Lot 35: Karl Benjamin
Initialed and dated "KB '57" lower right; retains Louis Stern Fine Arts label verso; retains Brian Gross Fine Art label verso
Canvas: 20" x 40"; Frame: 20.125" x 40.125"
Provenance: Louis Stern Fine Arts, Los Angeles California;
Private Collection, Las Vegas, Nevada (acquired directly from the above, c. 2003)
Exhibited: "Karl Benjamin: Paintings from 1950-1965," Louis Stern Fine Arts, Los Angeles, January 10-April 10, 2004
Illustrated: Karl Benjamin: Paintings from 1950-1965. Exhibition Catalogue. Los Angeles: Louis Stern Fine Arts, 2004. p 21.
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Louis Stern has confirmed the authenticity of this work. It will be included in the catalogue raisonné of the paintings, currently being compiled by Louis Stern Fine Arts and Beth R. Benjamin.
In 1951, Karl Benjamin was certainly unaware of the boundless vocabulary of color he would construct over a 60-year painting career. As a young elementary school teacher in Bloomington, California, he ignored the 45-minute per week art requirement until his principal intervened. Benjamin begrudgingly passed out crayons and paper and famously announced to the class, "Fill up the space with pretty colors and don't mess around." Inspired by his students' abstract creations as well as visits to local museums and galleries, two years later he started painting his own color experiments. From then on, while teaching elementary school in Claremont for thirty years, he steadily painted distinct compositions of subtly changing hues and interrelated shapes. Only three years after his first venture into painting, he achieved a solo exhibition at the Pasadena Art Museum in 1954, and five years later he was featured in "Four Abstract Classicists."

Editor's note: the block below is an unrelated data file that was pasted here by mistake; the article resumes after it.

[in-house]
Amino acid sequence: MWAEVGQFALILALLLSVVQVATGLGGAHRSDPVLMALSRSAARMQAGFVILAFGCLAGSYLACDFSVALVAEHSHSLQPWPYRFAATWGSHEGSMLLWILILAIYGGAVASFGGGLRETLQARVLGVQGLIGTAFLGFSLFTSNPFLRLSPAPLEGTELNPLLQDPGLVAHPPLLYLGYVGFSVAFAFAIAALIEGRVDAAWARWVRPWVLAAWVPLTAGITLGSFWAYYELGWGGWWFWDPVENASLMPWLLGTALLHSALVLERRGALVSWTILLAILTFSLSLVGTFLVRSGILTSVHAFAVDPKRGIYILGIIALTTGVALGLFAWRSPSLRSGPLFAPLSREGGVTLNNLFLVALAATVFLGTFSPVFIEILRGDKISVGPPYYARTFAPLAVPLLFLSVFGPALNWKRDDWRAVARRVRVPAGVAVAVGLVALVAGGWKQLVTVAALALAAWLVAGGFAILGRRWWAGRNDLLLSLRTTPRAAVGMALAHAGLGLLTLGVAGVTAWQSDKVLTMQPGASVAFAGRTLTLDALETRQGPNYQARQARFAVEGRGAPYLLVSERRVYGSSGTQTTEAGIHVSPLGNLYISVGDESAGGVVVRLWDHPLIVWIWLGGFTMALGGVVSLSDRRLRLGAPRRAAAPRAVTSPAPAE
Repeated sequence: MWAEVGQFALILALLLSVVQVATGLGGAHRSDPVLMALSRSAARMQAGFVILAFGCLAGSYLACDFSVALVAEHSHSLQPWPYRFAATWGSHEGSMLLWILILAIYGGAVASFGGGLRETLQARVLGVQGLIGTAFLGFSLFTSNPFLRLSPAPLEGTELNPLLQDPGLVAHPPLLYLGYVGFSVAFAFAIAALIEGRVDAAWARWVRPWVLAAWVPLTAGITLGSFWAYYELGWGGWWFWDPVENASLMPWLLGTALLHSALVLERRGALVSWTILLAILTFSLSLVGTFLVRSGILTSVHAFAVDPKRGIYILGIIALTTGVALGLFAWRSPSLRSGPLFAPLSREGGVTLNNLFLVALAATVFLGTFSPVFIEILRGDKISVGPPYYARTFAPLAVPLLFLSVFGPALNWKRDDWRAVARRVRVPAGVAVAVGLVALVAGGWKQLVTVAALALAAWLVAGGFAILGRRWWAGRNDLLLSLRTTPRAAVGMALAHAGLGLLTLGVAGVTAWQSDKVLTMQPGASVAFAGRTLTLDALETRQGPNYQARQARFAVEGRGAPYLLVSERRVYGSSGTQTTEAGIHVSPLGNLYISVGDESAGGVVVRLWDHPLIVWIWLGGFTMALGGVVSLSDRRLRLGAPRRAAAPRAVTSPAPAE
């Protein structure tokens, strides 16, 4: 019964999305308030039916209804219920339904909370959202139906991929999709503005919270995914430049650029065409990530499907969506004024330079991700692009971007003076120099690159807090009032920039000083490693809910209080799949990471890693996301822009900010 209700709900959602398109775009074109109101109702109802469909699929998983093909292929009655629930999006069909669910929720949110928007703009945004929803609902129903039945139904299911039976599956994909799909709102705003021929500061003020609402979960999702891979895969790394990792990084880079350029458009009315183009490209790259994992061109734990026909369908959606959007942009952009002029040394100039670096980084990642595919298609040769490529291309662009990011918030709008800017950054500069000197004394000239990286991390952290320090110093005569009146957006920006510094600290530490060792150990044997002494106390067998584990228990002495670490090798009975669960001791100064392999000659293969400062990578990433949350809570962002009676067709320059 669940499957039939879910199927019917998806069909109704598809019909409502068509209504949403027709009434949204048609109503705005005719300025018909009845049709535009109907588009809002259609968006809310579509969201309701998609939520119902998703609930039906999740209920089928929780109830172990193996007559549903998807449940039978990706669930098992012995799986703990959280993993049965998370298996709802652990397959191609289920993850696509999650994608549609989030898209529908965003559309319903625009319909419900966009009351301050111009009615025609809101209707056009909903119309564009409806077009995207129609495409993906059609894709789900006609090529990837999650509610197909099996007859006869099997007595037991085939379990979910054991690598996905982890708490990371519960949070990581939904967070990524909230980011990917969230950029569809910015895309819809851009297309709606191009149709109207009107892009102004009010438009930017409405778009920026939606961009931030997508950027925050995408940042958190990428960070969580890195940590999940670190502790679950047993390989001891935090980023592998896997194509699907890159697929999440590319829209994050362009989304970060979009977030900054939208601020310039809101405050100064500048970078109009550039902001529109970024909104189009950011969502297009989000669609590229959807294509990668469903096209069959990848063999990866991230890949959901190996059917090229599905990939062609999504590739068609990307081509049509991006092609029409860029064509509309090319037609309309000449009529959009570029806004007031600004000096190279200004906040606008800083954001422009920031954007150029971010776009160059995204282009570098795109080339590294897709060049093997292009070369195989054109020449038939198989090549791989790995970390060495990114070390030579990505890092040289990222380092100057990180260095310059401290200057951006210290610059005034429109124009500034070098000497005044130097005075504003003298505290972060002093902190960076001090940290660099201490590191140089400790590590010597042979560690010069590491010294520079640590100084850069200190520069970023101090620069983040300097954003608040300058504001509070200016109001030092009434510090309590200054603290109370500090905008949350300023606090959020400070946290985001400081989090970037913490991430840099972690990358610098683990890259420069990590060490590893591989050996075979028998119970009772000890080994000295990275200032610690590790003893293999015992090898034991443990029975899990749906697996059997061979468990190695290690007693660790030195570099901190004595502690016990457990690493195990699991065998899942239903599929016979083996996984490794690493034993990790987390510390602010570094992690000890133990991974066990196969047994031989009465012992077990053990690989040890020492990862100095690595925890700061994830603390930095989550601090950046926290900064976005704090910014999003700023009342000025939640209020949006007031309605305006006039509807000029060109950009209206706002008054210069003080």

Some of his earliest paintings articulate his Abstract Expressionist influences, though after 1954, Benjamin's Hard Edge style had become more geometric, characterized by "an intensive exploration of color," as seen in Untitled (1957), a collection of layered trapezoidal figures that build in color and texture. Benjamin was known to work on several different paintings at a time, reusing specific shapes and colors. And while many of Benjamin's works, including #5 (1974) seem to follow the symmetry and boldness of Op Art, Benjamin in 1986 commented, "I am an intuitive painter, despite the ordered appearance of my paintings, and am fascinated by the infinite range of expression inherent in color relationships."
Louis Stern Fine Arts. Karl Benjamin and the Evolution of Abstraction. West Hollywood: Louis Stern Fine Arts, 2011. Print.
Louis Stern Fine Arts. Karl Benjamin: Paintings from 1950-1965. West Hollywood: Louis Stern Fine Arts, 2004. Print.